A renovation transforms this space from business to pleasure.
Warm metals, tin ceiling tiles, and a mirrored backsplash transformed this bank vault into a jewel box. Previously an old bank, the building was renovated into a house and the homeowners wanted to live with some of its original detailing. They contracted Timothy Costello, owner of Costello Fine Homes and Bill Barr, an interior designer with Surroundings (now part of The River Shops) to convert the vault into a bar and elevated butler’s pantry off of the dining room.
The homeowners, who love to entertain, wanted additional cabinet space for storage and an area for party buffets and things of that nature, says Costello. “Essentially the idea was to create a place for a liquor bar, coffee bar, and beverage center, and an area to service for entertaining.”
White sliding barn doors reveal the bank vault’s original metal door, enclosing the new custom bar and pantry, adjacent to the kitchen. Initially, the 96-square-foot space had poured concrete on the ceiling, walls, and floor, now softened with a tin ceiling and tile flooring.
“We chased a high aesthetic,” says Barr. “Instead of making it an extension of the kitchen, I had the distinct idea to make it different and special.”
Maple wood cabinets designed and fabricated by Costello feature brushed brass hardware finishes that add warmth to the space and contrast the polished chrome and stainless steel in the kitchen. A matching brushed brass Brizo faucet sits on top of a white rhino marble counter, with reclaimed chestnut wine racks and shelving.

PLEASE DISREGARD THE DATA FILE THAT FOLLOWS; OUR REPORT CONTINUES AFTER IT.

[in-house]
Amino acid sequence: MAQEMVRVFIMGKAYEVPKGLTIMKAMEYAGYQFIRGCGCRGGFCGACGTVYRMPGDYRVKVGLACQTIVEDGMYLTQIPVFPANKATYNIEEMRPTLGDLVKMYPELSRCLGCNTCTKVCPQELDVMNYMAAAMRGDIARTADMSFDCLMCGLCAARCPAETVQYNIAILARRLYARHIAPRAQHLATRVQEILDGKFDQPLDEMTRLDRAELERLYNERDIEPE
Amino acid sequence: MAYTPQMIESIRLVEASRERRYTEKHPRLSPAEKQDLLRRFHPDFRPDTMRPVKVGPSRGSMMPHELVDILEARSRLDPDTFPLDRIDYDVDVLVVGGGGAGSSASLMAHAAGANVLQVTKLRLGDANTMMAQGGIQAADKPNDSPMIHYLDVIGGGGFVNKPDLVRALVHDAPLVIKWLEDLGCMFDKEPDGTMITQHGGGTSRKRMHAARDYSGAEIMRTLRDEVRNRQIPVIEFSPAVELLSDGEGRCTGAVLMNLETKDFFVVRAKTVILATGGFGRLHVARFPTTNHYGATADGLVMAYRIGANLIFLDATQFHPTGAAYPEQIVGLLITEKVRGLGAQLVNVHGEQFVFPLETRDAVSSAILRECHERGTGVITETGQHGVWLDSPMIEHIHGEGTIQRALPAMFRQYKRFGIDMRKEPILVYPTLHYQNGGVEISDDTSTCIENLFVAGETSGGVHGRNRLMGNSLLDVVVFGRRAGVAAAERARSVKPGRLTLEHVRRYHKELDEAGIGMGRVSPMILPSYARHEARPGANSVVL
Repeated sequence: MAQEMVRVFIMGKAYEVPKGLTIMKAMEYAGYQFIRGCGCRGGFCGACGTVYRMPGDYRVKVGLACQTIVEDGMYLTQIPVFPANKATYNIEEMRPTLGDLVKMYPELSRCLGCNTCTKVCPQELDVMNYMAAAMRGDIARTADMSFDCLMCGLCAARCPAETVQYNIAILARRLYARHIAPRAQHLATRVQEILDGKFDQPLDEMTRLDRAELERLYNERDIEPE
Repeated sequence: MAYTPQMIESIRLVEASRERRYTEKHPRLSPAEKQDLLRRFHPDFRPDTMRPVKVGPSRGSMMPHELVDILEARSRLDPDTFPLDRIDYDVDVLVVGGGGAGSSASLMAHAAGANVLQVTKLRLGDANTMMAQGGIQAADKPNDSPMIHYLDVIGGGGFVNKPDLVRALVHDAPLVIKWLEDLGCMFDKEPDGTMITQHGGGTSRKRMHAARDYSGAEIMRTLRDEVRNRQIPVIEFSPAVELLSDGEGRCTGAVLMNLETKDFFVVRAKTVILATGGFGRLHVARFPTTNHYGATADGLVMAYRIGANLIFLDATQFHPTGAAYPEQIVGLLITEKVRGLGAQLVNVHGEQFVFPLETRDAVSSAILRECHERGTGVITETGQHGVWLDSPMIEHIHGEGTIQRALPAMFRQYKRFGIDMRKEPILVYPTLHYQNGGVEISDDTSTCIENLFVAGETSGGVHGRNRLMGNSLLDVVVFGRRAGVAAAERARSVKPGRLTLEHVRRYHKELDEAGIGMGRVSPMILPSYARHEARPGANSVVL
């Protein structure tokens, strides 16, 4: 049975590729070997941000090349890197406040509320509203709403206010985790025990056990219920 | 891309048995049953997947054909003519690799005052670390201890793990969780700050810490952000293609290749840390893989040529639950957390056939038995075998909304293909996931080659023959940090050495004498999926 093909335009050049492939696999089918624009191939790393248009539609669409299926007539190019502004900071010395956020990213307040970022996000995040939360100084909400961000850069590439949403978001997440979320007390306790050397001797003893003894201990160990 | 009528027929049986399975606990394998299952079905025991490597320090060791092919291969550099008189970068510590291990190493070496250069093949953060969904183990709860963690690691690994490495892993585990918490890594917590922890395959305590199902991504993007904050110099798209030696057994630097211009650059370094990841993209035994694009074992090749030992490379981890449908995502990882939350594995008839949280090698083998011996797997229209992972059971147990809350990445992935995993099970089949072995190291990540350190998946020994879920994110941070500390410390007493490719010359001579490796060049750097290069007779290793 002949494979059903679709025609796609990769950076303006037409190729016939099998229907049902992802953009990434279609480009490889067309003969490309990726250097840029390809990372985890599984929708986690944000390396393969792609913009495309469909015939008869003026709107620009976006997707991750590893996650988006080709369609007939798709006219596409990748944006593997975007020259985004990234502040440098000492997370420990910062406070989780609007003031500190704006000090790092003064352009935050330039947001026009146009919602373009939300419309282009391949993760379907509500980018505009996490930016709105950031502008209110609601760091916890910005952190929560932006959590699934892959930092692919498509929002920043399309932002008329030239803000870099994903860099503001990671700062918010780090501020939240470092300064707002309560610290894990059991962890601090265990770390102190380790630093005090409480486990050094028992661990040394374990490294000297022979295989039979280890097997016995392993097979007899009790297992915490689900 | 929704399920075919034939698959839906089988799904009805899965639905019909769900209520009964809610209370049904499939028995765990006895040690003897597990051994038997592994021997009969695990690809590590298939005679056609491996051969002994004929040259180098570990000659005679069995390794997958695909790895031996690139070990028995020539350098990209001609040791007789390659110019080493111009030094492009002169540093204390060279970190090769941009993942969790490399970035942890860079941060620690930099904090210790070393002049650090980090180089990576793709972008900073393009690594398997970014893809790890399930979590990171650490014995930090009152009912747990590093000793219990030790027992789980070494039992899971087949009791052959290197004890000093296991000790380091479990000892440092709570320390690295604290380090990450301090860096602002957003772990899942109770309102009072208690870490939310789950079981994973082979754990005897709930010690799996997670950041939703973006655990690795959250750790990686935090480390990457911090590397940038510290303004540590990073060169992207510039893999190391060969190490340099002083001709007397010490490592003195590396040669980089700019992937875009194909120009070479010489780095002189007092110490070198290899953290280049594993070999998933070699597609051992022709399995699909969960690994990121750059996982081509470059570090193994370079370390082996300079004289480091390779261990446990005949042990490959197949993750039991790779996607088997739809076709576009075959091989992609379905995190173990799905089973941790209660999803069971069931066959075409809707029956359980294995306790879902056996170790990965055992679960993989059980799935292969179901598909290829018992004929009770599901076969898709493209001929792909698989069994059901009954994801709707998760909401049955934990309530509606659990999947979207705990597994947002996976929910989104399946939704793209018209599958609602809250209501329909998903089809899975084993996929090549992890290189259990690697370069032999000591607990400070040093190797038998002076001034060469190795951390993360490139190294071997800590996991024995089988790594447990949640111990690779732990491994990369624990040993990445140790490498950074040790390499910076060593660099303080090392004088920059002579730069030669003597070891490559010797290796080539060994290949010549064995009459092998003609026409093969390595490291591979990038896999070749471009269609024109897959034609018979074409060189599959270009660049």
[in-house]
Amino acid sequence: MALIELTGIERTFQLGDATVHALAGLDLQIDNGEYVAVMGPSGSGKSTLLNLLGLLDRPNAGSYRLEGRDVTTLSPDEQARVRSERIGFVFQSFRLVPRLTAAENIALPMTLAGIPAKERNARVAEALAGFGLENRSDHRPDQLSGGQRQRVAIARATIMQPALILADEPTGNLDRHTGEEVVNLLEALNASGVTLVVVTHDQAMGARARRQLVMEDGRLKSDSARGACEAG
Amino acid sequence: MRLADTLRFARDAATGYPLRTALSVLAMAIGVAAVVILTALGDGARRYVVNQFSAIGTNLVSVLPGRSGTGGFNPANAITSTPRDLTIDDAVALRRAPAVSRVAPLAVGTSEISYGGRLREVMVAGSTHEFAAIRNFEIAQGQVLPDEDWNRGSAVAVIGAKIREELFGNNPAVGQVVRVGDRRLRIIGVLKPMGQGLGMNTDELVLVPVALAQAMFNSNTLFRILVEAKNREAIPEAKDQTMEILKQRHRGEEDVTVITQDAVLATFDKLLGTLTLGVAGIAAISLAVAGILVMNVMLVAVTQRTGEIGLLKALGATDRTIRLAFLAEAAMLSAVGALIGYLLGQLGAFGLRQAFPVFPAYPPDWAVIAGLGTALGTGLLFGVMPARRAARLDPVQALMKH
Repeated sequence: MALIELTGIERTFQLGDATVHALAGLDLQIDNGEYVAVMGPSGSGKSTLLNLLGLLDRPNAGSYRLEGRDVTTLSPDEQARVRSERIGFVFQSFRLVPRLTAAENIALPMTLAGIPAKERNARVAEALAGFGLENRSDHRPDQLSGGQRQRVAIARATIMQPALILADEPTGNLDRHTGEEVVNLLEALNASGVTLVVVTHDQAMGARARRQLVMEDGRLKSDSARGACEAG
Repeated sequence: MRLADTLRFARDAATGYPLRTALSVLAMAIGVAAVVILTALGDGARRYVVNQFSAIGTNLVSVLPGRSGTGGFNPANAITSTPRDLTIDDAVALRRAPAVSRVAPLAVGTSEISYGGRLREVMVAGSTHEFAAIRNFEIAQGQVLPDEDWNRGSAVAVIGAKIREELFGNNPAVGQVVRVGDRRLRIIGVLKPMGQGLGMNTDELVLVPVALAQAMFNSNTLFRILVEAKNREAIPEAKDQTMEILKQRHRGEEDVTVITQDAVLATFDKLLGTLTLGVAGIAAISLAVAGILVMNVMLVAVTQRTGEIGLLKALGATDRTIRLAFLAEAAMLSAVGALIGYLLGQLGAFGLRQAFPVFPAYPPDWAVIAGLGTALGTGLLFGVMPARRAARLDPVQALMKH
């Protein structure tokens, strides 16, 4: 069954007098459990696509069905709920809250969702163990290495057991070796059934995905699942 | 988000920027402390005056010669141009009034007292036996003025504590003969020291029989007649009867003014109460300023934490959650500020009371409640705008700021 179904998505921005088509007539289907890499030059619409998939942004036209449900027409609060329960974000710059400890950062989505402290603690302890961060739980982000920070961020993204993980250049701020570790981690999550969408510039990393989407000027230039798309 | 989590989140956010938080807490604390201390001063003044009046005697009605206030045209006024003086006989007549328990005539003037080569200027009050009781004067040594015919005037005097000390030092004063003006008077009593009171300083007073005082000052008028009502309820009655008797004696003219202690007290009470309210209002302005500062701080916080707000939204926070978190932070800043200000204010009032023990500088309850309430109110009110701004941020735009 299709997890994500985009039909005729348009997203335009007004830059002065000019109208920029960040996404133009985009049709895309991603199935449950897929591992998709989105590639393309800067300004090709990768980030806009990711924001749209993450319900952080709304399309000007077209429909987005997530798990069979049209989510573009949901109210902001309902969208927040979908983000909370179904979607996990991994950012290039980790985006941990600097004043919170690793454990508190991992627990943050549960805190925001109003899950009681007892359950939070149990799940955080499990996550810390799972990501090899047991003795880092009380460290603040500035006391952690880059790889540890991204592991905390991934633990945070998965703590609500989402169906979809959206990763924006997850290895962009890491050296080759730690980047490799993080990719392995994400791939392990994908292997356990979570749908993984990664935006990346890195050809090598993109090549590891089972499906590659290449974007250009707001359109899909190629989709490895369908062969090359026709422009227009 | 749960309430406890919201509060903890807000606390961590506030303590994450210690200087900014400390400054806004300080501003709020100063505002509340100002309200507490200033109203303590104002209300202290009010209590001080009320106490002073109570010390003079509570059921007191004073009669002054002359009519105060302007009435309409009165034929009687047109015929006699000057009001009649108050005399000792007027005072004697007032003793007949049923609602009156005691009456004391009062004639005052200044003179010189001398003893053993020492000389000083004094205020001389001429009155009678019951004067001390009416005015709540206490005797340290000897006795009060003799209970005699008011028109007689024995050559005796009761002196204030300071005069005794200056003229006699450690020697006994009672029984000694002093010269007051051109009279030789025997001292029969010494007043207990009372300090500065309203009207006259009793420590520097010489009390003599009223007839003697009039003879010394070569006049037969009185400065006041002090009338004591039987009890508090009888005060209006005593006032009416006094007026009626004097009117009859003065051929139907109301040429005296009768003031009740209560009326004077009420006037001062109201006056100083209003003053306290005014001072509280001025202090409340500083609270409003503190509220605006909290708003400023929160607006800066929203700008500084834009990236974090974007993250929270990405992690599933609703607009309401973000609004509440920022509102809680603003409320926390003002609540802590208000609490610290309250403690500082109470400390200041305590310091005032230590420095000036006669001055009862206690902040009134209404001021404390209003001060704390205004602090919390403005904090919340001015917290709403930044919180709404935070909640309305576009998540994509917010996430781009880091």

Mirrored backsplash and under-shelf lighting add depth and sparkle to the small space, along with additional shelf and cabinet lighting. Round Visual Comfort puck lights are simple with brass and oil rubbed bronze that pair well with the tin ceiling, hardware, and faucet metals. Tan and gray painted ceramic tile flooring seamlessly flow into the living space off the area.
Keeping the original vault door was the homeowner’s decision since it fit into the bar theme and could be used as a conversation piece. Preserving and celebrating the space’s banking origins also led to the homeowners keeping the dials and original stainless cabinets.